The GOP’s Proposed Tax Reform Plan and How it Affects You

TheHill.com, Chris Markowski

Written By: Brittany Mercer

Associate Editor, American Journal of Trial Advocacy

On November 2, 2017, House Republicans rolled out their plan to overhaul the U.S. Tax Code.[1] The proposed changes, if passed, would be the biggest reform to the Tax Code since the 1980s.[2] The new plan, titled the Tax Cuts and Jobs Act,[3] would affect all Americans as well as corporations. The plan makes changes to everything from tax brackets to the standard deduction.[4]

What’s in the new plan? The first big change would reduce the current number of marginal tax brackets from seven to four.[5] Currently, tax rates are set at 10%, 15%, 25%, 28%, 33%, 35%, and 39.6%.[6] The new marginal tax brackets under the House plan would be 10%, 25%, 35%, and 39.6%.[7] The chart below outlines the amount of income that would be applied at each rate.

Marginal Rate 25% 35% 39.6%
Individuals $45,000 $200,000 $500,000
Families $90,000 $260,000 $1,000,000

[8]

In addition to reducing the number of tax brackets, under the new plan, the standard deduction doubles to $12,000 for individuals and $24,000 for couples.[9] Under the current law (effective for tax year 2018), the standard deduction for a single individual is $6,500 or $13,000 for a married couple.[10] In addition, a taxpayer may take a personal exemption of $4,150 for each qualifying person, including oneself.[11] For a family of five, this works out to $33,750 or $10,650 for a single person. Under the new plan with a higher standard deduction, more Americans may choose the standard deduction, rather than itemize their tax return.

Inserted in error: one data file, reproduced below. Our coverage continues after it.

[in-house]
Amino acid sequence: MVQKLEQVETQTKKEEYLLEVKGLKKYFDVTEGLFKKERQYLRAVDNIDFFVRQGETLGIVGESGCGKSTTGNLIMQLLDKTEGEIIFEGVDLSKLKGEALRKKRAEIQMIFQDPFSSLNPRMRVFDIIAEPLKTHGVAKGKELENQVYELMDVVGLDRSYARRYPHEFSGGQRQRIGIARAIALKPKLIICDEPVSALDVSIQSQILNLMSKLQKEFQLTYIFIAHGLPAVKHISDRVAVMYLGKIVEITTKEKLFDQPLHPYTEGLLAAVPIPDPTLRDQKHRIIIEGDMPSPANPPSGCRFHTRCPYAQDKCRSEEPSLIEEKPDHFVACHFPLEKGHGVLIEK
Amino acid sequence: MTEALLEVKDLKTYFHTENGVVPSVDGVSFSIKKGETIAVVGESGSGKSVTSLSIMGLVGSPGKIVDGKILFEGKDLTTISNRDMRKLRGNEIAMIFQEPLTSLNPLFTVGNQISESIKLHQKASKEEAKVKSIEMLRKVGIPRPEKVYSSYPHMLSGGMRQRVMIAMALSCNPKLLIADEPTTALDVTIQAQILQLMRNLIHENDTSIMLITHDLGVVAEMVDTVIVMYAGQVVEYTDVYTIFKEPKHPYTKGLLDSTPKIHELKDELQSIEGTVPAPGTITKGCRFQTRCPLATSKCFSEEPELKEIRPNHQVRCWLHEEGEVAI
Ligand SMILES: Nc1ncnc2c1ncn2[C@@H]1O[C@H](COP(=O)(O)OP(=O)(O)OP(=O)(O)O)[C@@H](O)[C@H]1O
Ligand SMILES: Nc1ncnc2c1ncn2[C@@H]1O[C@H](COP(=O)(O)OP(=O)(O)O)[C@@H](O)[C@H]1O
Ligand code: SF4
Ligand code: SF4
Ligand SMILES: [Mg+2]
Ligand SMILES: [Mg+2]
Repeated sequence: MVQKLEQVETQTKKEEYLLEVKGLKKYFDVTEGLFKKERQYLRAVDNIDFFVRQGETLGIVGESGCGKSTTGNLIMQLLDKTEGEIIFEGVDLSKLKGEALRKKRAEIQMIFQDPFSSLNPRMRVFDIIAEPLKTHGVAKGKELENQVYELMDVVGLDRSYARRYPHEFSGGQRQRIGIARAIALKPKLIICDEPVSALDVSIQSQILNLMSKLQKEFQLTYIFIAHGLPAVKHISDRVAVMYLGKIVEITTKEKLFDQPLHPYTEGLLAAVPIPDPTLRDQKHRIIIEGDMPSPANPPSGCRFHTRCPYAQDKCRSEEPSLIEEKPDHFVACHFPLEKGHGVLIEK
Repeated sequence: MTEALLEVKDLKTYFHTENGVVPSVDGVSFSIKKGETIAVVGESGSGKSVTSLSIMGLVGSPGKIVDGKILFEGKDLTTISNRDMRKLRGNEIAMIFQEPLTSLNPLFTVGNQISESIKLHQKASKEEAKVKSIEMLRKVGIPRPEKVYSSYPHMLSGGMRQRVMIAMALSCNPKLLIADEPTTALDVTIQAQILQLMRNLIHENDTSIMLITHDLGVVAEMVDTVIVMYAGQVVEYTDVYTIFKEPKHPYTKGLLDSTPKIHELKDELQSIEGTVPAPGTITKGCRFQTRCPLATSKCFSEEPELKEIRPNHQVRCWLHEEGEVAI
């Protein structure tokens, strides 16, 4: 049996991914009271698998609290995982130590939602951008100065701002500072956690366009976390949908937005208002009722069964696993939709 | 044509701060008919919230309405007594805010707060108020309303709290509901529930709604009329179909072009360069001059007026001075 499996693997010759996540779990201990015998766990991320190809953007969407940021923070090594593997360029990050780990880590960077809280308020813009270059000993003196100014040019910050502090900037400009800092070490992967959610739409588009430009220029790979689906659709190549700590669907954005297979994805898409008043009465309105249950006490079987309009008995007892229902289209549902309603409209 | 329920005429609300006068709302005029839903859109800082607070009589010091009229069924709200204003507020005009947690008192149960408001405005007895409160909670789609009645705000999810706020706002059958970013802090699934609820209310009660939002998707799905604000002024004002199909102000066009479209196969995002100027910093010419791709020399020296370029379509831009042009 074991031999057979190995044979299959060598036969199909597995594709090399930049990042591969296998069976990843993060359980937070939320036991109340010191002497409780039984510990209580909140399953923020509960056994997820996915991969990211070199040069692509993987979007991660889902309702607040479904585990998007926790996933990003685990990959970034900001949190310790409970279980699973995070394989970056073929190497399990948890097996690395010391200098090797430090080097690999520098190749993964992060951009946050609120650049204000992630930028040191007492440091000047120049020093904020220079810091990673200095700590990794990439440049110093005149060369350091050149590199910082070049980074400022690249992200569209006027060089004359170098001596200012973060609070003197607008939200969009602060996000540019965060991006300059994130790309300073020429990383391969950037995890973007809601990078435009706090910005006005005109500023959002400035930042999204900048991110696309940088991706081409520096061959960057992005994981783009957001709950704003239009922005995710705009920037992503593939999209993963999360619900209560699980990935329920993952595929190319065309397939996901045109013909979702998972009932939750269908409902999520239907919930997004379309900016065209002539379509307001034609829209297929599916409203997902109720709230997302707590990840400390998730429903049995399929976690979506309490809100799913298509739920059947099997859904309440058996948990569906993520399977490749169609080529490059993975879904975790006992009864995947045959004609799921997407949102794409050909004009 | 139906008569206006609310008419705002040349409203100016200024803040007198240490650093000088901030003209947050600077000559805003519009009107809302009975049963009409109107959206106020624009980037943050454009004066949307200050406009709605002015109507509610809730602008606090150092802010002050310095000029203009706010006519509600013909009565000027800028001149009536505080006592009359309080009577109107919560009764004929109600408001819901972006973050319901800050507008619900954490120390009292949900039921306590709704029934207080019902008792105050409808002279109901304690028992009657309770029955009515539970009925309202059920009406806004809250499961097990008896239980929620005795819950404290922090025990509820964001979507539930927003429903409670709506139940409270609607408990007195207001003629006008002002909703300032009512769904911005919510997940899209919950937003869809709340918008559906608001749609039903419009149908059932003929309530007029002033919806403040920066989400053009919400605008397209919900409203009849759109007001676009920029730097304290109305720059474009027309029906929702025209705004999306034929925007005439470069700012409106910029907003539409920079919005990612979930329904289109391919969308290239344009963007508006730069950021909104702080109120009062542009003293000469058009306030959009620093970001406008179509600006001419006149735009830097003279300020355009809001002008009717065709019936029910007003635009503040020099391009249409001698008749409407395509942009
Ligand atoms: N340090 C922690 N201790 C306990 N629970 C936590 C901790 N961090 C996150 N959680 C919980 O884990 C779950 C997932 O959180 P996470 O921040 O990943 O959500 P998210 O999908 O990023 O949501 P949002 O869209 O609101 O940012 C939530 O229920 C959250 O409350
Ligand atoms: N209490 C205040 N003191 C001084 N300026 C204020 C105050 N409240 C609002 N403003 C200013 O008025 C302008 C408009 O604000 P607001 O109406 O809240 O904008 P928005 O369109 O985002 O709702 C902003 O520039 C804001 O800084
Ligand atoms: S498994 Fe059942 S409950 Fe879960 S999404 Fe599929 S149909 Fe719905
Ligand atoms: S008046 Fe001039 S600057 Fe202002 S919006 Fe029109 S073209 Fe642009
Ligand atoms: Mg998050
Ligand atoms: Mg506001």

The House plan also provides for an increase in the child tax credit (from $1,000 to $1,600),[12]  and 401(k) plan benefits would remain the same.[13] The House plan also reduces the current corporate tax rate from 35% to 20%.[14] In addition, American companies with subsidiaries abroad would also pay a 10% tax on any profits those subsidiaries make overseas.[15]

What are we losing? The new proposed plan would completely eliminate the student loan interest deduction[16] and the deduction for medical expenses.[17] The loss of these deductions would affect college graduates and families without insurance or those paying significant out of pocket expenses for medical treatment. The plan also called for an elimination of the current deduction for any state and local taxes paid, but significant pushback caused the drafters to allow a deduction up to $10,000.[18] In addition, the new plan phases out the estate tax after 6 years, repeals the alternative minimum tax on the highest earners, and caps the mortgage interest deduction to the first $500,000 of your mortgage (current ceiling is one million).[19] The plan also eliminates the personal exemption.[20] Finally, the plan creates a new tax rate (25%) for many “pass through” businesses like sole proprietorships, S-corporations, and partnerships.[21] Currently, the profits of these businesses are taxed at the owner or partner’s individual rate. A revised version of the bill also added back the adoption tax credit that was initially eliminated and created a provision to allow military families to deduct moving expenses.[22]